posted by Michael Voigt on Tue 12th Sep 2006 21:07 UTC

"TUD:OS, Page 2/2"
Scenario 2: Qt for the L4 Environment

In the second scenario, the Qt port to the L4/Fiasco microkernel is presented. Qt is a wildly-used open source GUI-toolkit and builds for example the base of the K Desktop Environment (KDE). The port is fairly complete and makes it possible to run many Qt applications natively on L4. To demonstrate this feature, you can watch pictures with the Qt image viewer QVV or play the freaky Qt-based game Little Sheep in the tutorial.

With the GRUB bootloader of the TUD:OS live CD you select one of the diffrent demo setups you want to try out.

Scenario 3: L4Linux - A virtualized Linux on a componentized, small kernel system

A development, which impresses me very much is the L4 adaptation of the Linux kernel in a way that it can be executed as a L4/Fiasco user task. This adjusted L4Linux is binary compatible with the common Linux/x86 kernel and facilitates running Linux programs without any changes in parallel with highly secure L4 applications or real-time tasks with time constraints to be guaranteed. Of course, you can also run many L4Linux instances one your system, which all cannot influence each other since every user task has its own secure address space.

Unfortunately, the L4Linux instances you can invoke in this tutorial do not come with a rich set of features (it is indeed only a command line with nothing more to do) and hence the whole scenario is a little bit boring.

Scenario 3: Driver Reuse In The L4 Environment

If you want to develop a new operating system, it would be extremely annoying to rewrite all the drivers you need for you new OS from the scratch. Therefore, the TU Dresden OS group members decided to develop a Device Driver Environment (DDE), which equips the L4/Fiasco microkernel with a driver interface wrapper to legacy OSí driver interfaces. This approach facilitates the reuse of unchanged legacy OS device drivers on source-code level. A DDE exits for Linux device drivers and the work on a FreeBSD DDE is already in progress.

A screenshot of the Nitpicker running the Scout tutorial browser, some DOpE real-time applications and the X-Window fun tool xeyes.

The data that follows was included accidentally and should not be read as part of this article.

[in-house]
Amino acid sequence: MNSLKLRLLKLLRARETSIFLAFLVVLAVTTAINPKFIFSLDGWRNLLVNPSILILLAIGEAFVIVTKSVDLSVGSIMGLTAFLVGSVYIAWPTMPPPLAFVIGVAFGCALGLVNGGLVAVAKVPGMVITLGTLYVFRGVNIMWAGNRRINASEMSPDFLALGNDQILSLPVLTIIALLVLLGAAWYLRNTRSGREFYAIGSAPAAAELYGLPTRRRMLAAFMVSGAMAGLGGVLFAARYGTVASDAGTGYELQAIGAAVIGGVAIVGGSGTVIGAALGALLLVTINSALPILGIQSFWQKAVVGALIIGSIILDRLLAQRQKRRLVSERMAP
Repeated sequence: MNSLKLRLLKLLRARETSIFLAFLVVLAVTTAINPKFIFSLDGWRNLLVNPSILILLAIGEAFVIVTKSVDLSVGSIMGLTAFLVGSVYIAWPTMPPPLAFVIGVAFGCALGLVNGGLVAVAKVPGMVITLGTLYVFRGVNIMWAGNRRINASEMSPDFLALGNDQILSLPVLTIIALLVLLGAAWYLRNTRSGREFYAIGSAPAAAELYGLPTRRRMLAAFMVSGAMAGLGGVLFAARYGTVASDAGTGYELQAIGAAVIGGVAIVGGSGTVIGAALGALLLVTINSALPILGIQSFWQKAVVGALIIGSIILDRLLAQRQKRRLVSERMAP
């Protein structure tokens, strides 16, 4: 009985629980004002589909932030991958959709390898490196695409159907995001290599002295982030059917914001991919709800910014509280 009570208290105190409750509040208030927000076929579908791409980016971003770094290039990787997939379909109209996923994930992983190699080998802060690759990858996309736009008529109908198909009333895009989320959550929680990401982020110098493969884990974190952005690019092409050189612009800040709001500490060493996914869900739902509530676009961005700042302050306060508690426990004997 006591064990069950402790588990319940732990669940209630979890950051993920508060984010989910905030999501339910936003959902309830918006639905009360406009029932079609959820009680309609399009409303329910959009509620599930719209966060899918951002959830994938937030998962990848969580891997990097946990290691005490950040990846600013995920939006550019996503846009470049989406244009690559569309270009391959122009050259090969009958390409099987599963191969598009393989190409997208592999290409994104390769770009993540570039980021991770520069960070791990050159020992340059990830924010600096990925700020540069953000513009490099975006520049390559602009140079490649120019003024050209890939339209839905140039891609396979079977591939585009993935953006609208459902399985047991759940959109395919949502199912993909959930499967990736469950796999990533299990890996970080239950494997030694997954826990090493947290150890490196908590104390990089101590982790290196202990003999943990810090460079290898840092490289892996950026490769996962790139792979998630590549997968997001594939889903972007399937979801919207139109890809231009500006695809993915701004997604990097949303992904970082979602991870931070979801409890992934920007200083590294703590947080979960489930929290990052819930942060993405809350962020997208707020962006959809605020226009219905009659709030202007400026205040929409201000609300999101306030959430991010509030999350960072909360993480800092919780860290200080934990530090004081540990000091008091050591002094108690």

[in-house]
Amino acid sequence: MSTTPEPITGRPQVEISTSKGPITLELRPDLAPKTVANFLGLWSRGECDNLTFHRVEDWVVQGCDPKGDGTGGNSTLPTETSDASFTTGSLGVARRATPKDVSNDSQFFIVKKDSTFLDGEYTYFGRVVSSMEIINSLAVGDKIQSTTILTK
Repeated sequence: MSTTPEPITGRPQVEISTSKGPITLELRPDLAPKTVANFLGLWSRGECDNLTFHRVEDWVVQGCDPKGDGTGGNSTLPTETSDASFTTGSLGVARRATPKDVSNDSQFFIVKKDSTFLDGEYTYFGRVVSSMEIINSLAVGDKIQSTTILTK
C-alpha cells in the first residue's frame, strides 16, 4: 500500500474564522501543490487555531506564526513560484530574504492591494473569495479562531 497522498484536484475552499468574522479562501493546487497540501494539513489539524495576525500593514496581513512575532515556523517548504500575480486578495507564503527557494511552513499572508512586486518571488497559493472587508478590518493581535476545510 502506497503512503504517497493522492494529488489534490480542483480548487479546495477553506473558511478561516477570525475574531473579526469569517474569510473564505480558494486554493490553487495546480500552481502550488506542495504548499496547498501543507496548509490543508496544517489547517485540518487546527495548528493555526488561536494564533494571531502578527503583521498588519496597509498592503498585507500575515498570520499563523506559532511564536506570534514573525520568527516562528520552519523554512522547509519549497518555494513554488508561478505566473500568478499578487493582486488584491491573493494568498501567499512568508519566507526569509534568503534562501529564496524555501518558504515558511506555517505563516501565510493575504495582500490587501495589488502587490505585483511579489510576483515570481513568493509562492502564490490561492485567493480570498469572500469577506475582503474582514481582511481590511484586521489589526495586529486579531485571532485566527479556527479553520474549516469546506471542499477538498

The rest is silence

The last two scenarios, L4VFS - L4 virtual file system layer and Trusted E-Commerce Transaction Client, shall be mentioned for the sake of completeness but are not explained here, because in my opinion they are the less interesting ones.

And now: The Evaluation

The most stunning thing about the TUD:OS demo CD to me is that you have the Scout tutorial browser explaining to you all the theoretical matters of the particular project and then - if you want to experience the things you have learned about - you simply can click on the browser and the application that was talked about will show up.

Another thing I was quite surprised of was the fact that the demo live CD worked without any problems on my laptop immediately and on all the computers that I tried to run the CD on Ė just as you would expect it for example from a Knoppix live CD. I suppose this success could be attributed to the DDE driver reusing approach. The main aspect I did not like about this demo CD was, as already explained, the practical part of the L4Linux tutorial.

Due to the L4 port of the Qt graphics library many Qt applications can be run natively on L4/Fiasco.


But please let me have some concluding words about the TUD:OS as a whole system. The way I see it, to a normal desktop computer user, the results of the TU Dresden OS groupís research process might be exciting - but they are completely useless for him in most of the cases. Whereas for a developer who wants to realize dependable real-time projects or highly secure applications, maybe even working together with conventional Linux software on the same system, the TUD:OS could be a rich pool of features on which he could base his project upon.

But if however the L4 port of the long awaited GNU/Hurd operating system will ever see its daylight and become a widespread and usable home user system, the TU Dresden OS group's developments would highly appreciate in importance in that way they could be directly used in a home desktop operating system then.

Links: - Demo-CD website - TU Dresden OS group - L4Linux website

Remark: All the software of the TUD:OS projects is free software under the terms of the GNU GPL.

About the author:
I am a student of information systems technology (interdisciplinary course of studies consisting of computer science and electrical engineering) at the TU Dresden but I am not involved in any of the TUD:OS' projects right now.

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  1. "TUD:OS, Page 1/2"
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